One of our goals for 2007 was to use Bouncer for handling the downloads. We need that for two purposes:
1) activation of automatic update
2) download statistics. Unfortunately we didn't succeed on this issue because no one has been able to tell us how it works.

We are translating new versions (almost) on time.

One of the most important sub projects was the new Danish spell checker (we call it 'Stavekontrolden'). We didn't have control of the words in the old one and we didn't believe that we could develop the old list fast and firm as we would like to. So we established a brand new list and new affix definitions from scratch based on hunspell. After only twelve months, it was possible for us to announce the first release. We made a comparison of our new spell checker against the old list and it showed that we had reached a break-even on quality. Since then the quality has increased day by day. The resulting spell checker will be integrated in OpenOffice.org 2.4.

Another achievment is that we have managed to organize a monthly newsletter from the community. The list of recievers has increased from 600 to nearly 1.000 people over the year and I find that a success. We are continously trying to improve the content of the newsletter. The newsletter is in Danish, but you can see an example here http://doc.oooforum.dk/Nyhed/2008Januar.pdf

Another thing in year 2007 was the political situation in Denmark. The Danish Parliament was about to agree on implementing open standards in most public authorities but unfortunately the Parliament was accepting both ODF and EOOXML file formats. I and several other people from FOSS communities was fighting and it ended up with a compromise: Microsoft is accepted for now, but must prove their openness in the development process. The Danish Competition Authority has been by the Parliament to monitor the process. My major domestic contribution to the process in the Parliament, was when I was granted a meeting (in the parliament in a sub committee).

During the year, I have tried to get a good relationship with the press. This is one thing I'm still working on. I have good contact with a marketing bureau that helps us when we need to get in touch with the press. The press coverage is usualy positive but I find it very difficult to catch the journalists interest.

Some of the Danish participants made CDs with OpenOffice.org and gave them away to all Members of Parliament and all municipal IT-managers. The CDs to the MP's raised some debate in the media, because the the MP's was not allowed to install OpenOffice.org on their computers in the Parliament. We hope to solve this problem in the coming year. In 2008 we expect to produce CD for all public libraries in Denmark.

In the late summer we worked together with several other FOSS communities in the process in 'Danish Standards' to make sure that Denmark would disapprove EOOXML at ISO. Denmark voted No.

During the year I have tried to keep the international community up-to-date with information by writing on my blog. 173 posts in 2007. I will continue that work in the future, but not that many posts I think. I find blogging a very useful communication channel.

One of the Danish IT newsletters are making an annual questionaire among their readers. This year about 60% of the answering readers says that they have a positive impression of OpenOffice.org. Just a few years ago only 20% knew what OpenOffice.org was. Today OpenOffice.org is considered a serious alternative to Microsoft Office and we meet new references all the time. One of the most important new references on the list is the University of Southern Denmark. The battle for open document standards was on 4th. place of most important issues in IT in 2007.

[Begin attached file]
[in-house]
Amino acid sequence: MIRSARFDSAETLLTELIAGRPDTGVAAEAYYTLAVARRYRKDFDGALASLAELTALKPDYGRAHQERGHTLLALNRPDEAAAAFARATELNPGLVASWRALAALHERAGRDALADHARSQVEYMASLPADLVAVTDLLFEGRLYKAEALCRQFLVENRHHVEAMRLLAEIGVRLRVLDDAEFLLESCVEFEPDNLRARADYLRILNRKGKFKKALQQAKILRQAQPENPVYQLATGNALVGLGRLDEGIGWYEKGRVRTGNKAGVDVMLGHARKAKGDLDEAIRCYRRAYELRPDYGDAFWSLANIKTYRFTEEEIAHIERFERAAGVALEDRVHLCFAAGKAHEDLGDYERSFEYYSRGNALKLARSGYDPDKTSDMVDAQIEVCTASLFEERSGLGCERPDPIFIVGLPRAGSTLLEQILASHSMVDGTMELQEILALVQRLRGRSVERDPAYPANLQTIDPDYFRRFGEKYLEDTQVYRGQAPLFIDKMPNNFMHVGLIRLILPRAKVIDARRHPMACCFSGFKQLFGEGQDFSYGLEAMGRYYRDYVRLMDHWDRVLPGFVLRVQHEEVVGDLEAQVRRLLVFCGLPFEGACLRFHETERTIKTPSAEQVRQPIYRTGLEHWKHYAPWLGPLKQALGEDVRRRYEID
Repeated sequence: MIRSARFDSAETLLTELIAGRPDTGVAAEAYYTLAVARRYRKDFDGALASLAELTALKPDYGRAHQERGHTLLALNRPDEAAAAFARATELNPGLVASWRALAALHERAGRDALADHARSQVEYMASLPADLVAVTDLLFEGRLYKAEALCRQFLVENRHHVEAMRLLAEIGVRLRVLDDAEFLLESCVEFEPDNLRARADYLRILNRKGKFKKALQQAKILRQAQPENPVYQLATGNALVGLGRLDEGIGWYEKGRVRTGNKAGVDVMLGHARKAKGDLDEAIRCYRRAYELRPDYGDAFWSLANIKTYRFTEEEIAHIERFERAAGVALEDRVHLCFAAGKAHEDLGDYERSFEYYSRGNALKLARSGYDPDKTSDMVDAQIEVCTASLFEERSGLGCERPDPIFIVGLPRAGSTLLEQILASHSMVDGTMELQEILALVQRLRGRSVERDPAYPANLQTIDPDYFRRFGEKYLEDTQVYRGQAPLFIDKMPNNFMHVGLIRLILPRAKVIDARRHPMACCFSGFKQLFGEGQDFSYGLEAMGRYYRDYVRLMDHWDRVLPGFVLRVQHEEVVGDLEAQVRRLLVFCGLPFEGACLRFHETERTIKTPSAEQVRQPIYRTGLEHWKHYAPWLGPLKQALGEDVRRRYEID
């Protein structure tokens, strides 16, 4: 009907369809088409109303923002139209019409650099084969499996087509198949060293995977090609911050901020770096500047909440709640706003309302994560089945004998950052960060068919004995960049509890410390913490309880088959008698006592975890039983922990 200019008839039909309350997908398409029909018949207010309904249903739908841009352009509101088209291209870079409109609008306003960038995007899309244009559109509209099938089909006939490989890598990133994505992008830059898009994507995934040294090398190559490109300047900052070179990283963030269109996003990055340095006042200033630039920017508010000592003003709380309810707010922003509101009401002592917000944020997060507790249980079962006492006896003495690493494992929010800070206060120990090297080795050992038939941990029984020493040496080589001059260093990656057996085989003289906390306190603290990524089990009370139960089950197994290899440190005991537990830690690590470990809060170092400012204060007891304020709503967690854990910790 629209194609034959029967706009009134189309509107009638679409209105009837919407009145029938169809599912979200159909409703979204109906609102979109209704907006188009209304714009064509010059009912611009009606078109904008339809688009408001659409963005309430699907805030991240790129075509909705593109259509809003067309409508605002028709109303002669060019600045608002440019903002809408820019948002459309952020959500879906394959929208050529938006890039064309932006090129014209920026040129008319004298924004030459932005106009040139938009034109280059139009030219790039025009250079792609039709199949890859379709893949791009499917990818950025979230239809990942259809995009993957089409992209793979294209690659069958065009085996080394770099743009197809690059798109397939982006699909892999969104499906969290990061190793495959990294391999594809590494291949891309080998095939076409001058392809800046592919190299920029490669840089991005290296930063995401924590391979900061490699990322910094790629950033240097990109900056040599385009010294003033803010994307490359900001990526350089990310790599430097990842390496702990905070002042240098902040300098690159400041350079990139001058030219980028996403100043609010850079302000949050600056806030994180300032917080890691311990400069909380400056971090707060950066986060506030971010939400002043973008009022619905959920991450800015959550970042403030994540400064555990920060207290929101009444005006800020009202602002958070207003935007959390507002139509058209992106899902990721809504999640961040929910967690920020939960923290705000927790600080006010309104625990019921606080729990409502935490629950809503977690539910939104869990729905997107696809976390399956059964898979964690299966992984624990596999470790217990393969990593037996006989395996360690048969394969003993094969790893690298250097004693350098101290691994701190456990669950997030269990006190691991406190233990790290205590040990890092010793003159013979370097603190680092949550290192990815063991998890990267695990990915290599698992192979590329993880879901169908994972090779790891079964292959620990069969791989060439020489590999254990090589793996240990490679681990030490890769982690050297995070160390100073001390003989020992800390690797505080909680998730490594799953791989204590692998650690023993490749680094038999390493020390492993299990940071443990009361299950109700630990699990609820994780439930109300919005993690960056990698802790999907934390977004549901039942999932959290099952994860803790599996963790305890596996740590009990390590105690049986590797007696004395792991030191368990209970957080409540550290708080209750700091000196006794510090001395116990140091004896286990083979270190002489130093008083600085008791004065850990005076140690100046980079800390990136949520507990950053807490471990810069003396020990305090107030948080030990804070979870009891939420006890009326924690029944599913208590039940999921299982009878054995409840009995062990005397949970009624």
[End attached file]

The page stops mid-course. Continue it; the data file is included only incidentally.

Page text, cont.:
What can we expect in 2008 ?
I expect that a few Danish authorities will use OpenOffice.org and that several municipals will use OpenOffice.org. Right now I'm working on a case where public schools are saving lots of money by avoiding expensive software. I expect that lots of schools will switch to OpenOffice.org in this year.

A wish for 2008 ?
I wish that one or two of the public authorities will contribute to the project. I think thats what we need the most in Denmark right now: Public acknowledgment.
It's my hope that 2008 will bring us a little closer to an explanation on hos Bouncer works and how we (the Danish community) can take advantage of it.

Best regards, and happy new year to you all

Leif Lodahl
Native-Language coordinator DA.OpenOffice.org
Mail: lodahl-at-openoffice.org
Blog: http://lodahl.blogspot.com/

18 January 2008


NEW: Danish version here: http://www.oooforum.dk/viewtopic.php?p=7975

I just went to a meeting with Microsoft. I was invited as representative of the Danish OpenOffice.org Community. I thought a lot about whether to accept the invitation or not, but I decided to go there. If I don't accept an invitation like this, I can't claim that Microsoft isn't open enough.

Why is Microsoft inviting to this kind of a meeting ?
Well of cause they want our (my) sympathy and then they want to claim that they are 'open'. These meetings will probably be used as arguments for openness in the future. But inviting to a meeting is not at all enough to claim to be open.

At the meeting was five representatives from Microsoft. Chris Capossela and a guy called David Scult or something from head quarters. From Denmark, the Country general Manager in Denmark, Jørgen Bardenfleth and 'Office evangelist, Bo Drejer with some other people. - Chris was doing most of the talking.

I and one other invited guest from the FOSS community was the only non-Microsoft present.